by Heidi James / Kay Sexton / Lucy Fry
(Apis Books)

This short story collection encapsulates all that is great, and all that is frustrating, about the short story.The first story is The Mesmerist’s Daughter by Heidi James, and from the start I found myself exactly that - mesmerised.  The evocative language conjures up the enthralling world of Nicola, a young girl who stopped talking at the age of four, desperate to contain the secrets her mother made her promise never to tell.  She believes she is the only one who knows her mother is really a wolf in lady’s skin, and the responsibility of this secret world bears constantly down upon her.

“I didn’t know why Mother told lies - probably because I was not a good girl…But if I was silent for long enough, maybe I would fade away like my voice, or perhaps I’d grow big enough to fit my mother’s hole for me.”

This story masterfully contrasts the magic of a child’s imagination with the secrets of an adult reality, using fantastical descriptions you will want to read twice and savour.  It’s a short story that’s almost like an indulgent gift, wrapped up in a neat ending, and tied with beautiful ribbons of words.

Smokin’ the Queen by Kay Sexton, on the other hand, belies the limitations of the short story.  It hints at big themes - drug addiction, religion, music as a saving grace - but does not manage to develop them to a great extent.  The main character, a black DJ and recovering drug addict named Darius, travels across England after the death of an old music maestro to deliver a prized cello to the musician’s old school.  Deciding to remain in the West Country while the old man’s house in London, which Darius has inherited, is cleaned out by the local pastor and his team, Darius gets involved with a strange bunch of people that includes the ‘bewitching’ Mel.  Despite the sufficient wage he receives for manual labour, and the allegedly friendly people who keep him company, Darius slips further under Mel’s control, until he is forced to take drastic measures to save himself.  At times disappointingly restrained, the writing nevertheless contains the odd glimmer of insight:

“If you were black and skinny you were a drug addict, black and fat you were a layabout.  Black and ugly?  A mugger.  Black and fine-looking?  A pimp.”

In this story, we are drawn with hope into Darius’s strange world, but are left slightly disappointed by so many things about the protagonist that remain unexplored.

In The Clear by Lucy Fry describes an obsessive relationship that slowly smothers the narrator - who, interestingly, shares the author’s name - and sucks her into its depths.  The interior monologue is addictive, drawing the reader in, and demonstrating how the mind can often fall victim to the heart.  The intimacy this story displays eradicates all clichés, and it almost serves as a fascinating study into human behaviour in the face of tragedy, and reprieve.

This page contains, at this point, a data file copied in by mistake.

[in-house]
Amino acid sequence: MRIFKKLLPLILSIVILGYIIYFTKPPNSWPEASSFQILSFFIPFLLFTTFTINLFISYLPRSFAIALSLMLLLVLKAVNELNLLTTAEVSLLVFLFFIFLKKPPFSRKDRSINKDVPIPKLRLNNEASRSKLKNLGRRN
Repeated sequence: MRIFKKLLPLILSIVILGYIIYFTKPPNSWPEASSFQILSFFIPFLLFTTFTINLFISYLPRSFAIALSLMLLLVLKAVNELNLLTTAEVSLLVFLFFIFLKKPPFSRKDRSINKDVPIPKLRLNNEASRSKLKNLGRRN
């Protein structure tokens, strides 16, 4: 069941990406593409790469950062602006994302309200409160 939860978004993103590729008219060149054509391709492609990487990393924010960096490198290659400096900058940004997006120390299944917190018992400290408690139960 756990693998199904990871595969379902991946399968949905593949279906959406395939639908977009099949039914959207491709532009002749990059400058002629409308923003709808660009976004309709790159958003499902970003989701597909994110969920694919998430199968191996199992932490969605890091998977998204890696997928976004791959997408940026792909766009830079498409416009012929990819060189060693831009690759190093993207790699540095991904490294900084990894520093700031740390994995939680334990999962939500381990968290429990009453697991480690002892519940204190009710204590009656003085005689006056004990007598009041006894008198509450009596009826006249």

“You’d think we’d have learnt by now, wouldn’t you.  That we never really know another person the way we think we do.”

Whilst the story may occasionally seem exaggerated and unrealistic, the inner workings of a depressed mind are engrossing.  Lucy Fry captures - and is captured by - love in all its pain and glory to a frightening, yet brilliant, degree.

This collection of two shorts stories and one novella is a delight to read.  Each story has a unique tone, but all have something to offer the reader; at the end of the day the confines of the short story are superseded by the nuggets of talent they bring.  And the best thing about each is that the story is in the telling, not the resolution, which makes them all the more pleasurable; I found myself willing them not to end.

© Rebecca Strong 2007

First published in Issue 3 of The Small Press Review, 2007

A Monk Jumped Over a Wall

16 of February 2009

by Jay Nussbaum (Toby Press)

Few authors can be credited with the achievement of writing a well-crafted novel about soup, but this is exactly what Jay Nussbaum achieves with his second novel.  The eponymous, mythical soup in question, served at Oriental restaurants, gets it name from the tale about a monk who, from the confines of his monastery, could smell the delicious soup being created for a nearby rich man, and found the aroma so irresistible that he renounced his vows and jumped over the wall of the monastery just to get a taste.  It’s the old ‘grass is greener…’ dilemma: was the monk foolish, or did he do the right thing?  Could he ever have been happy in the monastery once he had smelled the soup, or did he sacrifice everything of value on a whim?